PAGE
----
February 18, 2015

This Issue
Vol. 34, Issue 21
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An outbreak of the disease is causing policymakers and public-health officials to revisit why families are allowed to opt out of vaccines required for school attendance.
The Jefferson Education Accelerator, an effort designed with help from the University of Virginia, asks companies to subject their products to independent research conducted in schools.
When it comes to choosing print and online resources for schools, states are increasingly putting more of the authority in the hands of districts.
People looking to curb the behavioral-modification practices, including advocates for those with disabilities, are finding fertile ground among state lawmakers.
State lawmakers and school district officials are again wrestling with questions about schools' authority to access and monitor students' social-media accounts.
News in Brief
Report Roundup
News in Brief
Correction
Report Roundup
News in Brief
Report Roundup
Even the wealthiest and best-educated young Americans lag behind peers in other countries in literacy, numeracy, and problem-solving.
The $1 million award from the Eli and Edythe Broad Foundation brought districts scholarship money, technical assistance, and recognition, but did not fuel sufficient improvement in student achievement.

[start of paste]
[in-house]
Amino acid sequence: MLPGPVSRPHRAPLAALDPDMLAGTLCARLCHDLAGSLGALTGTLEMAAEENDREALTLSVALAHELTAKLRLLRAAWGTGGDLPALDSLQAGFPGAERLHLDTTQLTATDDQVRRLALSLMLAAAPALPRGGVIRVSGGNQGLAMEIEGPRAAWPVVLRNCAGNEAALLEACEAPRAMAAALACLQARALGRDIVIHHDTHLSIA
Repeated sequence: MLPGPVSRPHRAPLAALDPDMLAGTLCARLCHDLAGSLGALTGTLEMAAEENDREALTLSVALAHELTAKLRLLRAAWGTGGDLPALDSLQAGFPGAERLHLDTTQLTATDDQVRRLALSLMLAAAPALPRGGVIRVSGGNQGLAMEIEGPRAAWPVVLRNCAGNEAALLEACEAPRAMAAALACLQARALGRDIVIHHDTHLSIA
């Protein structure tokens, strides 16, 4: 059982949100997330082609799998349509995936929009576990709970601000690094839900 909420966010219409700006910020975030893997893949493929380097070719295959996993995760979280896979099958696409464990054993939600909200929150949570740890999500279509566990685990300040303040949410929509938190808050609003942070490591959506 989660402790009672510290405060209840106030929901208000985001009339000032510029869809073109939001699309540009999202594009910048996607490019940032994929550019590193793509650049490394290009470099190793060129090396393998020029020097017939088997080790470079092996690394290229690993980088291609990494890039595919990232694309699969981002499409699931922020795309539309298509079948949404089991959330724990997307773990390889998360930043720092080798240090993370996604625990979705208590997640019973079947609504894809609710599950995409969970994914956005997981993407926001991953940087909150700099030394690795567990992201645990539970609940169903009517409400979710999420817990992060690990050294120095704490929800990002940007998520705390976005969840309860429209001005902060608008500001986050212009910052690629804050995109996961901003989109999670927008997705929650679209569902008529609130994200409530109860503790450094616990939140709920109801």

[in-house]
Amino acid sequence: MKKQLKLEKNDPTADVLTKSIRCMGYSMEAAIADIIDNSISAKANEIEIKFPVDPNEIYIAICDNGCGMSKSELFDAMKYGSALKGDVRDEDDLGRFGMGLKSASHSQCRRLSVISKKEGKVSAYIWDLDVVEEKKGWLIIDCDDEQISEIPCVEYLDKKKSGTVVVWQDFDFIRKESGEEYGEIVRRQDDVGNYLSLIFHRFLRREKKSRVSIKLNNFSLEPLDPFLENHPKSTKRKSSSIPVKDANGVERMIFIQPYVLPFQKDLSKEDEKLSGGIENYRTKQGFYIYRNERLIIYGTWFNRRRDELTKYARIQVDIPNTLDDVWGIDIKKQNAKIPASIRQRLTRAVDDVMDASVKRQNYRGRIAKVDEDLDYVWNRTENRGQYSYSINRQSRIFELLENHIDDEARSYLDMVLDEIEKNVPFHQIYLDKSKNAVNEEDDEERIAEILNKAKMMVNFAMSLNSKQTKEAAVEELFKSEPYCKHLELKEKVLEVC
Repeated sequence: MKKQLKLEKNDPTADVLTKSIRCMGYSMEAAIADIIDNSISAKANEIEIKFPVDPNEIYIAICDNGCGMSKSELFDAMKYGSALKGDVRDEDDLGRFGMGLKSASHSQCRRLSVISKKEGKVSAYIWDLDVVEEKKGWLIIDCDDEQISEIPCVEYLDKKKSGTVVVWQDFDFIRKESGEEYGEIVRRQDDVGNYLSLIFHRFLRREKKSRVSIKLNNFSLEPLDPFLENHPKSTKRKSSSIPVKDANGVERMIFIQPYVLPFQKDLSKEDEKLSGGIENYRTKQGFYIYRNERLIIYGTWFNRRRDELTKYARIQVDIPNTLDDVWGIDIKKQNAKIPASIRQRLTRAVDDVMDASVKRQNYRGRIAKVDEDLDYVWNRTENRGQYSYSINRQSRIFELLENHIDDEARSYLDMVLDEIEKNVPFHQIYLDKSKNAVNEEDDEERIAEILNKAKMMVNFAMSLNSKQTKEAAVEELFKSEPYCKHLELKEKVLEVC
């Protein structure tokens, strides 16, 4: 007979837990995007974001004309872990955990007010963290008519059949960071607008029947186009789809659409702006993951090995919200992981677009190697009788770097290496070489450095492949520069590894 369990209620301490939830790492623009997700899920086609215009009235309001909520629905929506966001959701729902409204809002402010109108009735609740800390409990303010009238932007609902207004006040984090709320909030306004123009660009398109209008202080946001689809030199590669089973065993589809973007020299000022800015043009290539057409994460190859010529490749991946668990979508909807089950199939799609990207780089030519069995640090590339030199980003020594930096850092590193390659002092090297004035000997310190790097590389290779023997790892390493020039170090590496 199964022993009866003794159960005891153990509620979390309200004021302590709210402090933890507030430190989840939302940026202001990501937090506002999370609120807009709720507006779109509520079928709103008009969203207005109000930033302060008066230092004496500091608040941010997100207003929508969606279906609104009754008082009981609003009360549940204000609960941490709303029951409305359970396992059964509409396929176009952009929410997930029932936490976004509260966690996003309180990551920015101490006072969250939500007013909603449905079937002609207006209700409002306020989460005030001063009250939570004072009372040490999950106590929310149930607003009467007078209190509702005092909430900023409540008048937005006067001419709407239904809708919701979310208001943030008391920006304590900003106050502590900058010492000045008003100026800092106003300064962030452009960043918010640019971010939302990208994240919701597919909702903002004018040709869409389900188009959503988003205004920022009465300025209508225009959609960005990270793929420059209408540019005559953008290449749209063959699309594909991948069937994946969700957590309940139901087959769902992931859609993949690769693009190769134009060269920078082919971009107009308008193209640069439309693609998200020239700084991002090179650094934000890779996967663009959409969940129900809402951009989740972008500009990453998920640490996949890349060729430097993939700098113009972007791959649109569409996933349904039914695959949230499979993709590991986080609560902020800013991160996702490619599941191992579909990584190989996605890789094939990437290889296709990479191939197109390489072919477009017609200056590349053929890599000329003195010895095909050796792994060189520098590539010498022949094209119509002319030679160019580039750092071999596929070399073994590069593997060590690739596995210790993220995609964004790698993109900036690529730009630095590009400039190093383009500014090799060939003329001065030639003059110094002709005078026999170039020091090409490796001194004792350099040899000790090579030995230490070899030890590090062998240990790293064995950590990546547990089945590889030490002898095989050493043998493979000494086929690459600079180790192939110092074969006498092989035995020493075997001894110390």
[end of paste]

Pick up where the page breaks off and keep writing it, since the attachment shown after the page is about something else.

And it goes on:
Best of the Blogs
The proposal, if approved Feb. 26, would for the first time regulate broadband firms that provide high-speed Internet service as though they were public utilities.
The formal push by four school districts to boost state funding for new standardized tests could muddy rollout of California’s common-core assessments.
The president wants a 7 percent hike in funding for the U.S. Department of Education, but a GOP-controlled Congress has pledged to keep a tight rein on spending.
Title I and the federal role in K-12 are among the top issues as a revision of the No Child Left Behind Act passes the House education committee.
Legislation in Congress to rewrite the law would undo key elements of the waivers in areas such as standards, school turnarounds, and teacher evaluation.
State of the States
How schools treat young journalists matters because the future of journalism is precarious, writes Frank LoMonte of the Student Press Law Center.
The reauthorization of the ESEA must require annual testing so states can help struggling school districts, argues Karen Hawley Miles.
Garden-based learning supports many different learning styles, says Jane Hirschi, who urges teachers to lead the movement.
Letters
Under fire from officials in her Pennsylvania school district, student newspaper editor Gillian McGoldrick defends her stance against publishing the name of an offensive mascot.
FOUNDATION SUPPORT: Coverage of specific topics in Education Week is supported in part by grants from the Atlantic Philanthropies, the Bill & Melinda Gates Foundation, the California Endowment, Carnegie Corporation of New York, the GE Foundation, the William and Flora Hewlett Foundation, the HOPE Foundation, the Jack Kent Cooke Foundation, the Joyce Foundation, the Lumina Foundation, the MetLife Foundation, the Charles Stewart Mott Foundation, the NoVo Foundation, the Noyce Foundation, the Panasonic Foundation, the Raikes Foundation, the Wallace Foundation, the Walton Family Foundation, and an anonymous funder. The newspaper retains sole editorial control over the content of the articles that are underwritten by the foundations.

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